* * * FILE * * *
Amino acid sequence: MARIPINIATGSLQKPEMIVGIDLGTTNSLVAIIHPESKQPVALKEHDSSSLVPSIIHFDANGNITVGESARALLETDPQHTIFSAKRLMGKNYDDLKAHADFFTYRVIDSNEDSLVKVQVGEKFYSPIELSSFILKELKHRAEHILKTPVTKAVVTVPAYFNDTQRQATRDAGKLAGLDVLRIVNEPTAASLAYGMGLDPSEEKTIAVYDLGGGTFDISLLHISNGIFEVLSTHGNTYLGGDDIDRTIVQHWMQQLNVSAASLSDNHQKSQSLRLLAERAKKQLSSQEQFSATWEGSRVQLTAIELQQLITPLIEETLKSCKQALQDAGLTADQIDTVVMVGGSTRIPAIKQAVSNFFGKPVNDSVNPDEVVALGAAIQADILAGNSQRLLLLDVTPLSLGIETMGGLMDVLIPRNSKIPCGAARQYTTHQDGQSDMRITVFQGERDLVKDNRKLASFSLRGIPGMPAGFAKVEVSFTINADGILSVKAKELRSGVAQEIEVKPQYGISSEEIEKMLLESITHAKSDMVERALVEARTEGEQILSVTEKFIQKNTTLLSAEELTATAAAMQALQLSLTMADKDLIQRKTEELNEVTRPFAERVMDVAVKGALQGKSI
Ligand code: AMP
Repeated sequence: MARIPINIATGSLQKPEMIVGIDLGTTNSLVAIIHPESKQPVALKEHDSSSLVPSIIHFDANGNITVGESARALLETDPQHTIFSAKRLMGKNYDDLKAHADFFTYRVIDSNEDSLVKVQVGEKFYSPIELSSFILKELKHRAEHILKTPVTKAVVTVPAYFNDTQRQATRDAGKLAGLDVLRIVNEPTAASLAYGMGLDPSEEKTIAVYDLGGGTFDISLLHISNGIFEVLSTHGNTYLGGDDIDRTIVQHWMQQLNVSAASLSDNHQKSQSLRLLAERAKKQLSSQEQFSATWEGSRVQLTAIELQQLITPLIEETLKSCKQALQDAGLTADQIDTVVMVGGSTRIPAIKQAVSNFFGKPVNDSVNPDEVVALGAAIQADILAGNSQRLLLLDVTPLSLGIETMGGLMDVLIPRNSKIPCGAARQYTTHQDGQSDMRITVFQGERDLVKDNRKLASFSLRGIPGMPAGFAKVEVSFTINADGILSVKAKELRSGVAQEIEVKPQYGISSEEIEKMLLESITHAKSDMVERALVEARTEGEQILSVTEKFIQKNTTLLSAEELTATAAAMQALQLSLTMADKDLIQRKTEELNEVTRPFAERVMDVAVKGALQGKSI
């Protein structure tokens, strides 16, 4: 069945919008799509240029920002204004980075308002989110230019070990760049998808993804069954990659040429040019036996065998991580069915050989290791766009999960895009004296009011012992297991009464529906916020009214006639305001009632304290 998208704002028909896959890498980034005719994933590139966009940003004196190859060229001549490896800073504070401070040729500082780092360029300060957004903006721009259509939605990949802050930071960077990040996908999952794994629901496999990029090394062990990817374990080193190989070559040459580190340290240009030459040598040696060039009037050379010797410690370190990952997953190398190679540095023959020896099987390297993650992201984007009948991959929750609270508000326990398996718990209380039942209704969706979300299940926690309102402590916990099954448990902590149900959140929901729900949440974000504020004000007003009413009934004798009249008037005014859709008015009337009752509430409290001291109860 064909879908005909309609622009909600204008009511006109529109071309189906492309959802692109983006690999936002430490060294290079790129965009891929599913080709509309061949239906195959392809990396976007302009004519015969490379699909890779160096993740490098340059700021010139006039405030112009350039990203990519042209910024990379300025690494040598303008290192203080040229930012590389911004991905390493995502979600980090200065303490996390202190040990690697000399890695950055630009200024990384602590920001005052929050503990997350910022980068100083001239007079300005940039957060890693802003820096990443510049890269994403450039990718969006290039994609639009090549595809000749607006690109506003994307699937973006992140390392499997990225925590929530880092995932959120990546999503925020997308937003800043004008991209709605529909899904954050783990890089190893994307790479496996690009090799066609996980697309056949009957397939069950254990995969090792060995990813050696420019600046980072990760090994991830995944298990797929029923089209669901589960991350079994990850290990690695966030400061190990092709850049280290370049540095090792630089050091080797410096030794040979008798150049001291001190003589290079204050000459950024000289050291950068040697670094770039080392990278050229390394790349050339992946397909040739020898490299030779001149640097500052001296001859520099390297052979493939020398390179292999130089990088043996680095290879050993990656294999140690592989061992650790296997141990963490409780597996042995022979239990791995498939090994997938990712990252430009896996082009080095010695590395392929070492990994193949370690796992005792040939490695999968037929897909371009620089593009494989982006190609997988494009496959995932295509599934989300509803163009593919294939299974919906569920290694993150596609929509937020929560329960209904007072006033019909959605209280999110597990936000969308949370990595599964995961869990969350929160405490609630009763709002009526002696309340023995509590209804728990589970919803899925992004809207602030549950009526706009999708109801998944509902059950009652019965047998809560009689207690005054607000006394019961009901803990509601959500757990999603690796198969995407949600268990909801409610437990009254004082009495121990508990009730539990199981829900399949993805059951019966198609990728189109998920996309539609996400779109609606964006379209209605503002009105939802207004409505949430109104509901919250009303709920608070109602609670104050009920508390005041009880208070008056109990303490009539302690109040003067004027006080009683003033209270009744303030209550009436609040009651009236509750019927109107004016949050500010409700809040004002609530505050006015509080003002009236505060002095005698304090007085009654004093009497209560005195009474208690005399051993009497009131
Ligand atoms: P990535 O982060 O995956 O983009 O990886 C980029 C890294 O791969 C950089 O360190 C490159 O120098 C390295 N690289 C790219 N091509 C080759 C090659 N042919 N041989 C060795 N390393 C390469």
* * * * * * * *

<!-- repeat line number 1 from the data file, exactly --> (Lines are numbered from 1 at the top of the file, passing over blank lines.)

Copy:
Amino acid sequence: MARIPINIATGSLQKPEMIVGIDLGTTNSLVAIIHPESKQPVALKEHDSSSLVPSIIHFDANGNITVGESARALLETDPQHTIFSAKRLMGKNYDDLKAHADFFTYRVIDSNEDSLVKVQVGEKFYSPIELSSFILKELKHRAEHILKTPVTKAVVTVPAYFNDTQRQATRDAGKLAGLDVLRIVNEPTAASLAYGMGLDPSEEKTIAVYDLGGGTFDISLLHISNGIFEVLSTHGNTYLGGDDIDRTIVQHWMQQLNVSAASLSDNHQKSQSLRLLAERAKKQLSSQEQFSATWEGSRVQLTAIELQQLITPLIEETLKSCKQALQDAGLTADQIDTVVMVGGSTRIPAIKQAVSNFFGKPVNDSVNPDEVVALGAAIQADILAGNSQRLLLLDVTPLSLGIETMGGLMDVLIPRNSKIPCGAARQYTTHQDGQSDMRITVFQGERDLVKDNRKLASFSLRGIPGMPAGFAKVEVSFTINADGILSVKAKELRSGVAQEIEVKPQYGISSEEIEKMLLESITHAKSDMVERALVEARTEGEQILSVTEKFIQKNTTLLSAEELTATAAAMQALQLSLTMADKDLIQRKTEELNEVTRPFAERVMDVAVKGALQGKSI